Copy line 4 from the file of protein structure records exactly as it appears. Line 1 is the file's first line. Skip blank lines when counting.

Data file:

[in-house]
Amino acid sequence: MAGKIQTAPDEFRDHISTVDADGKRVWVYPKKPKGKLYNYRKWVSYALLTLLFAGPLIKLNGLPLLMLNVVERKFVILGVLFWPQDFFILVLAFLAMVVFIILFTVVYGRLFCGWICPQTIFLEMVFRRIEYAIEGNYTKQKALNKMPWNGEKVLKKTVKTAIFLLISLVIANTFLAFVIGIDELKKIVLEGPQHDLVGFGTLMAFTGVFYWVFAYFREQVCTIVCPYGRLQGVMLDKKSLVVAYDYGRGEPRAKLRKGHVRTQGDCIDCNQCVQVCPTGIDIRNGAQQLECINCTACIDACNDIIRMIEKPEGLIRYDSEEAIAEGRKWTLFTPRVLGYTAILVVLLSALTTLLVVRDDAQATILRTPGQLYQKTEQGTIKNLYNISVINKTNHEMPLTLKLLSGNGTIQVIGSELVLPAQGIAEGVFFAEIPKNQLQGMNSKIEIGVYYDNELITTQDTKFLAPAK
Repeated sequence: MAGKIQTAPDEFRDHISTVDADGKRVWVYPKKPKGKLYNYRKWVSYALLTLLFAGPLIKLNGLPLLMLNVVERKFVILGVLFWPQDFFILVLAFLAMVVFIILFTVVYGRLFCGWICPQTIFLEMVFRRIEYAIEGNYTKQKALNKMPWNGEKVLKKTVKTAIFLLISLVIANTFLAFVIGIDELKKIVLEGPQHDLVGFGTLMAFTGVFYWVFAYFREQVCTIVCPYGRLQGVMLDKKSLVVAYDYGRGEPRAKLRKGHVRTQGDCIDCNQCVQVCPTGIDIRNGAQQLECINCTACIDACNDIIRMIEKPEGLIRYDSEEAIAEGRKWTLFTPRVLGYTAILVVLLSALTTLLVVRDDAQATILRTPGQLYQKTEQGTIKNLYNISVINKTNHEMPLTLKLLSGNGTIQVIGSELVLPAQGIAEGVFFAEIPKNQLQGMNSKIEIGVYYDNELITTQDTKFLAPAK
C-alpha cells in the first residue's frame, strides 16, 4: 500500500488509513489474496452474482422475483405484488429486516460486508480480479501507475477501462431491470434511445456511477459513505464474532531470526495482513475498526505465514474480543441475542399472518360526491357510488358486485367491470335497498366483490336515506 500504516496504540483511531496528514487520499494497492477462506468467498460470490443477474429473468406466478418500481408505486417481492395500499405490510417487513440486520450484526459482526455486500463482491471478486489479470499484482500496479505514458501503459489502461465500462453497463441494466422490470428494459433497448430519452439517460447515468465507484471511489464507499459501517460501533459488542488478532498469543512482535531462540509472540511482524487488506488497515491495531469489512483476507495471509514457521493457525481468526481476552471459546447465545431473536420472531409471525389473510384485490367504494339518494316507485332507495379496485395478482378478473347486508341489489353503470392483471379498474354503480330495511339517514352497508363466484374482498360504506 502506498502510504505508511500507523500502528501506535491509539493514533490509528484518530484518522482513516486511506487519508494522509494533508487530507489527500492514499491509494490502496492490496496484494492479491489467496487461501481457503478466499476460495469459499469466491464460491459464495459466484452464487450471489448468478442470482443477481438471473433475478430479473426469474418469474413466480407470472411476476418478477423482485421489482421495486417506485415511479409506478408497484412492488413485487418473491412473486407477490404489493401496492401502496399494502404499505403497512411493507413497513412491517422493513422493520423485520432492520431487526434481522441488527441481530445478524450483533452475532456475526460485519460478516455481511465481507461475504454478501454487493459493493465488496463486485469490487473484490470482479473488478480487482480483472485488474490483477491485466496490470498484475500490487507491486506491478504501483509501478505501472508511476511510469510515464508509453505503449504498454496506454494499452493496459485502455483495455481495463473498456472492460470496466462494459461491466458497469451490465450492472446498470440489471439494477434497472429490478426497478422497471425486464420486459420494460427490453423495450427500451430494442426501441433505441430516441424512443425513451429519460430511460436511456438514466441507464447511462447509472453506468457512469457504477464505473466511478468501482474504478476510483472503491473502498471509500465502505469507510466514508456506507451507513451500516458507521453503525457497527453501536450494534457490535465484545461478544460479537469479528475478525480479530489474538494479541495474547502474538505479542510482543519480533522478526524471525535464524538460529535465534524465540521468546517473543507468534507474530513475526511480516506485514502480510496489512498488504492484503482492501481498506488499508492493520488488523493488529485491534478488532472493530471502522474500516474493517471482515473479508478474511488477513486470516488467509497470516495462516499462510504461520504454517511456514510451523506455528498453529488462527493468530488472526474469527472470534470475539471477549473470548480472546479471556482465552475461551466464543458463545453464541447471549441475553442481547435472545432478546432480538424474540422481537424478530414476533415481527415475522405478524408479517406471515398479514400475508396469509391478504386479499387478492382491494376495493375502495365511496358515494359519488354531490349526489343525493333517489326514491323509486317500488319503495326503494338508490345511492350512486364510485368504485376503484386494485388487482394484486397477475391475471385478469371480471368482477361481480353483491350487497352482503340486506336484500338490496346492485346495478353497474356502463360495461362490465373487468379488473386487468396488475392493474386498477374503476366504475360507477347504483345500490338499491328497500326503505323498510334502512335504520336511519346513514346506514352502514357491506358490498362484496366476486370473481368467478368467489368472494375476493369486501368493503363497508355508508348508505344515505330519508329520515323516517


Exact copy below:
C-alpha cells in the first residue's frame, strides 16, 4: 500500500488509513489474496452474482422475483405484488429486516460486508480480479501507475477501462431491470434511445456511477459513505464474532531470526495482513475498526505465514474480543441475542399472518360526491357510488358486485367491470335497498366483490336515506 500504516496504540483511531496528514487520499494497492477462506468467498460470490443477474429473468406466478418500481408505486417481492395500499405490510417487513440486520450484526459482526455486500463482491471478486489479470499484482500496479505514458501503459489502461465500462453497463441494466422490470428494459433497448430519452439517460447515468465507484471511489464507499459501517460501533459488542488478532498469543512482535531462540509472540511482524487488506488497515491495531469489512483476507495471509514457521493457525481468526481476552471459546447465545431473536420472531409471525389473510384485490367504494339518494316507485332507495379496485395478482378478473347486508341489489353503470392483471379498474354503480330495511339517514352497508363466484374482498360504506 502506498502510504505508511500507523500502528501506535491509539493514533490509528484518530484518522482513516486511506487519508494522509494533508487530507489527500492514499491509494490502496492490496496484494492479491489467496487461501481457503478466499476460495469459499469466491464460491459464495459466484452464487450471489448468478442470482443477481438471473433475478430479473426469474418469474413466480407470472411476476418478477423482485421489482421495486417506485415511479409506478408497484412492488413485487418473491412473486407477490404489493401496492401502496399494502404499505403497512411493507413497513412491517422493513422493520423485520432492520431487526434481522441488527441481530445478524450483533452475532456475526460485519460478516455481511465481507461475504454478501454487493459493493465488496463486485469490487473484490470482479473488478480487482480483472485488474490483477491485466496490470498484475500490487507491486506491478504501483509501478505501472508511476511510469510515464508509453505503449504498454496506454494499452493496459485502455483495455481495463473498456472492460470496466462494459461491466458497469451490465450492472446498470440489471439494477434497472429490478426497478422497471425486464420486459420494460427490453423495450427500451430494442426501441433505441430516441424512443425513451429519460430511460436511456438514466441507464447511462447509472453506468457512469457504477464505473466511478468501482474504478476510483472503491473502498471509500465502505469507510466514508456506507451507513451500516458507521453503525457497527453501536450494534457490535465484545461478544460479537469479528475478525480479530489474538494479541495474547502474538505479542510482543519480533522478526524471525535464524538460529535465534524465540521468546517473543507468534507474530513475526511480516506485514502480510496489512498488504492484503482492501481498506488499508492493520488488523493488529485491534478488532472493530471502522474500516474493517471482515473479508478474511488477513486470516488467509497470516495462516499462510504461520504454517511456514510451523506455528498453529488462527493468530488472526474469527472470534470475539471477549473470548480472546479471556482465552475461551466464543458463545453464541447471549441475553442481547435472545432478546432480538424474540422481537424478530414476533415481527415475522405478524408479517406471515398479514400475508396469509391478504386479499387478492382491494376495493375502495365511496358515494359519488354531490349526489343525493333517489326514491323509486317500488319503495326503494338508490345511492350512486364510485368504485376503484386494485388487482394484486397477475391475471385478469371480471368482477361481480353483491350487497352482503340486506336484500338490496346492485346495478353497474356502463360495461362490465373487468379488473386487468396488475392493474386498477374503476366504475360507477347504483345500490338499491328497500326503505323498510334502512335504520336511519346513514346506514352502514357491506358490498362484496366476486370473481368467478368467489368472494375476493369486501368493503363497508355508508348508505344515505330519508329520515323516517